FIFA 16 & The Women’s World Cup – A Great Leap Forward
Handle With Care – FIFA & Different Flavours Of Reform
Dear The FBI, Can We Can Have Our Ball Back, Please?
Toot Toot! All Aboard The Managerial Merry-go-Round! (2015 Edition)
The 200% Podcast 13: FOUL!
The Power Of Discretion And Why Guidelines Are… King
Steven Gerrard, The Media & Liverpool’s Structural Issues
The Twohundredpercent Podcast LIVE!
Where, Exactly, Do Queens Park Rangers Go From Here?
End Of Season Ennui
The 200% Podcast 12 – General Election Special
Saturday Night On Channel Five For The Football League
The Decline & Fall Of Leyton Orient
Rape, Disrespect & Fury: The Oyston Family & Blackpool FC
Is It Time For A New Football Club For Newcastle?
Tranmere Rovers & Cheltenham Town Stare Into The Abyss
Anyone that has regularly had to endure the BBC’s “6-0-6″ will be more than aware of the uniquely frustrating feeling of listening boors arguing with boors for hours on end about matters that neither party seems to fully understand. Football on the radio has been ghettoised by the formulaic phone-in for more years than can be healthy but there have been a couple of exceptions to this rule, not least of which has been the outstanding broadcasting of Danny Baker over the last couple of decades, which has steadily broken the mould of what we have a right to expect from football on the radio (and old episodes of which are still available here).
Baker’s limitless interest in the outer limits of the culture of our game provides us with boundless entertainment, but there remains a dearth of broadcasting about football that treats lovers of the game with anything approaching a degree of intelligence elsewhere. Indeed, every time we may think that bottom of the barrel has been scraped in this respect, somebody manages to locate a new low. It almost feels as if broadcasters have teams of scientists with electron microscopes doing this for them. “Sir, I think we’ve finally found the lowest common denominator – it’s called “The Fanbanta Show”, one group would say, before someone from another company trumps them with “James Corden’s World Cup”. At this rate, we can look forward to “Jordan & Syd ‘Supersonic’ Little’s Diarrhoea Flinging Footie Party” at some time around the start of the 2014 World Cup finals.
It’s not all bad news, however, and London’s Resonance FM has begun a football programme on Friday evenings which hopes to bring a little more intelligence to the football landscape than we are currently treated to. “Cafe Calcio” began just over two weeks ago, and is hosted by Chris Dixon, David Stubbs (who, to declare an interest, allowed his recent book “Send Them Victorious” to be scribbled all over by our very own Ted Carter), Chris Roberts and Jonathan McKeith. The show is broadcast at 21.00 on Friday evenings and, whilst it can only be listened to on the radio by those amongst us that live in the London area, miracles of modern technology mean that anyone can listen live to the show through Resonance’s website.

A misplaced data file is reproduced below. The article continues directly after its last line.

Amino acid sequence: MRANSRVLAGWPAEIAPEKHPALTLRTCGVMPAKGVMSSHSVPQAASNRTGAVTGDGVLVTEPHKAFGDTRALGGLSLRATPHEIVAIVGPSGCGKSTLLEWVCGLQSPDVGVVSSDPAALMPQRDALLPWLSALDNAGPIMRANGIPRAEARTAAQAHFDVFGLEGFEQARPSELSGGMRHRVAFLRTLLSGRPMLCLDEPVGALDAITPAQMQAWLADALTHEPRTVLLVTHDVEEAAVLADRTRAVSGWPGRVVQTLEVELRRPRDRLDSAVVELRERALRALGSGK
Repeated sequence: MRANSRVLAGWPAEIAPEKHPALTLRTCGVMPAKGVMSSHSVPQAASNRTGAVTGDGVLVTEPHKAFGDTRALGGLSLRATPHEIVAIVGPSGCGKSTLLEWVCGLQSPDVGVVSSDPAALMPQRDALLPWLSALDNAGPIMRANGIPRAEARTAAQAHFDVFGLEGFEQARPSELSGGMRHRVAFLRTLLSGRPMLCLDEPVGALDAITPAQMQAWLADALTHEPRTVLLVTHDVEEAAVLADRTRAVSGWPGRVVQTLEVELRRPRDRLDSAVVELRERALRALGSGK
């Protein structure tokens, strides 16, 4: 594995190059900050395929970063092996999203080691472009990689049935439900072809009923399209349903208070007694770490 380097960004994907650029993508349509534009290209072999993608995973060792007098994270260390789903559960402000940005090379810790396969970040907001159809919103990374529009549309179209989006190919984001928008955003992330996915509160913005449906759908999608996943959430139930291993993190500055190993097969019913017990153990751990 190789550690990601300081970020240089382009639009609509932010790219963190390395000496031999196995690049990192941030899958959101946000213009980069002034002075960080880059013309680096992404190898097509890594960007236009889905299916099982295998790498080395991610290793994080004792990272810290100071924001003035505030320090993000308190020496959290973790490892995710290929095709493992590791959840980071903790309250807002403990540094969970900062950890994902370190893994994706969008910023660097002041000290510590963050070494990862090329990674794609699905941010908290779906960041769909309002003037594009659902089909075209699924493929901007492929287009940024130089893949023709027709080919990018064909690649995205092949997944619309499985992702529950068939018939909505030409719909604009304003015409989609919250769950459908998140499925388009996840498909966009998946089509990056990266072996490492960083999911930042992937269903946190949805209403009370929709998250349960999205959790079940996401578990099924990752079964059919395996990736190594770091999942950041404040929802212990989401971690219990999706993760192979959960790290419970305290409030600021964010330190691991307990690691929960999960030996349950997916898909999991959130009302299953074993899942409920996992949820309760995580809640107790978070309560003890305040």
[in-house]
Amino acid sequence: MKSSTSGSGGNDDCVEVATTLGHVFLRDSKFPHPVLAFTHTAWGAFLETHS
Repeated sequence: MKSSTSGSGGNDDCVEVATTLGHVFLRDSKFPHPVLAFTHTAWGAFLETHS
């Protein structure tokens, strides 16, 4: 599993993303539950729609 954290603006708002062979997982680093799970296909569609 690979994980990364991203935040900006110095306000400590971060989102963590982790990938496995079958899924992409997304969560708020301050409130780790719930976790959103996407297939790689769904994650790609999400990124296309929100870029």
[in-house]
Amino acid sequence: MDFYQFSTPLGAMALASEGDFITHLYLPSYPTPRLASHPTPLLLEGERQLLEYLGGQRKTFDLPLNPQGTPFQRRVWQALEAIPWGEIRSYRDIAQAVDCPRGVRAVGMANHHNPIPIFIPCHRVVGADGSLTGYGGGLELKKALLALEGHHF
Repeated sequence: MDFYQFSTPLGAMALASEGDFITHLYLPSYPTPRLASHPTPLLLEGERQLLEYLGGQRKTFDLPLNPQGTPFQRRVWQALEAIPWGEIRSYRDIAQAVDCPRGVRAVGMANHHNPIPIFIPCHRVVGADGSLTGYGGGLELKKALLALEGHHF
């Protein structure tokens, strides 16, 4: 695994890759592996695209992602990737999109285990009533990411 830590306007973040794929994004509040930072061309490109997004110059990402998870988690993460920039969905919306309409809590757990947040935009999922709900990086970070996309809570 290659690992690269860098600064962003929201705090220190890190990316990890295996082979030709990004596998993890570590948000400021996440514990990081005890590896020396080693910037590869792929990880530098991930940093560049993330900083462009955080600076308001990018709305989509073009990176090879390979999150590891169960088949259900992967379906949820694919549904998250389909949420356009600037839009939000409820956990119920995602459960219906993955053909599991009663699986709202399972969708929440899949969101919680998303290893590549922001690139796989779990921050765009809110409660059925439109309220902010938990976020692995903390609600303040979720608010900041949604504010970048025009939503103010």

Finally, since the producers of the programme know that a sizeable proportion of the sophisticated listenership that they are hoping to find is likely to spend their Friday evening in a high-class private club, sipping port, smoking fine cheroots and discussing the state of the empire, the programme is repeated the following day at 15.30 and is then made available as an MP3 through this website. To give you an example of a what sort of areas the show covers, last week’s broadcast featured an interview withe the writer Anthony Clavane on the subject of his new book, “Promised Land: The Reinvention Of Leeds United”, a discussion on the extent to which it is appropriate that footballers can be considered role models and a (re?)evaluation of CW Alcock, one the the most important innovators in Victorian football. Amongst this week’s guests will be two friends of this site, the first chairman of AFC Wimbledon, Kris Stewart, and the (all-too occasional) writer of the FC United blog “It’ll Be Off”, Chris Taylor. It should be eventful, to say the least.
Partiality aside, it is to be hoped that Cafe Calcio is a success if for no other reason that, in these intellectually-straitened times, there is plenty of room for intelligent discourse on the subject of football. There may be those that shrink from any discussion of the game that involves words of more than two syllables, but they have enough media coverage of the game to themselves already. If Cafe Calcio can get any sort of foothold, it may just persuade those in a position to be able to do something about it that the likes of “Jordan & Syd ‘Supersonic’ Little’s Diarrhoea Flinging Footie Party” can be postponed for a little longer.
Ian began writing Twohundredpercent in May 2006. He lives in Brighton. He has also written for, amongst others, Pitch Invasion, FC Business Magazine, The Score, When Saturday Comes, Stand Against Modern Football and The Football Supporter. Ian was the first winner of the Socrates Award For Not Being Dead Yet at the 2010 NOPA awards for football bloggers.
So it’s on at 10pm, then? We’re still on BST until the end of October, or so I thought… 😉
I agonised over it (without, of course, looking it up) and called it wrong. I have updated to a 24 hour clock, ta!
5 live’s world football phone in has some interesting discussion that I wouldn’t get elsewhere. They have Jonathan Wilson (Inverting The Pyramid) on from time to time. It can be a bit samey, every week you get an Arsenal or Chelsea fan asking Tim Vickery if Neymar or Melo is actually any good, but there’s also some decent discussion about the state of the game in North America and Africa, when the pundits from those regions are on.
[…] how this will pan out, but I will be appearing this evening on the Resonance FM football show Cafe Calcio this evening, discussing – I think – the current state of the football, cough, […]